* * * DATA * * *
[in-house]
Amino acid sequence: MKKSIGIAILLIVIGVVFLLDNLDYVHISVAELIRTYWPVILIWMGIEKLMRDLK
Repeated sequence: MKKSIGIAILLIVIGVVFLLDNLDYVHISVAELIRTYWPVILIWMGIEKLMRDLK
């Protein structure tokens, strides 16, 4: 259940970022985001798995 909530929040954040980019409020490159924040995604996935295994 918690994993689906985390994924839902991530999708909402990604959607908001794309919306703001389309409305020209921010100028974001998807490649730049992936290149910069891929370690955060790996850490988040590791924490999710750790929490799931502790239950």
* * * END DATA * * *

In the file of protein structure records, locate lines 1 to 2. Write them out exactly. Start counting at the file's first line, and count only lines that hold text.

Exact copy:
[in-house]
Amino acid sequence: MKKSIGIAILLIVIGVVFLLDNLDYVHISVAELIRTYWPVILIWMGIEKLMRDLK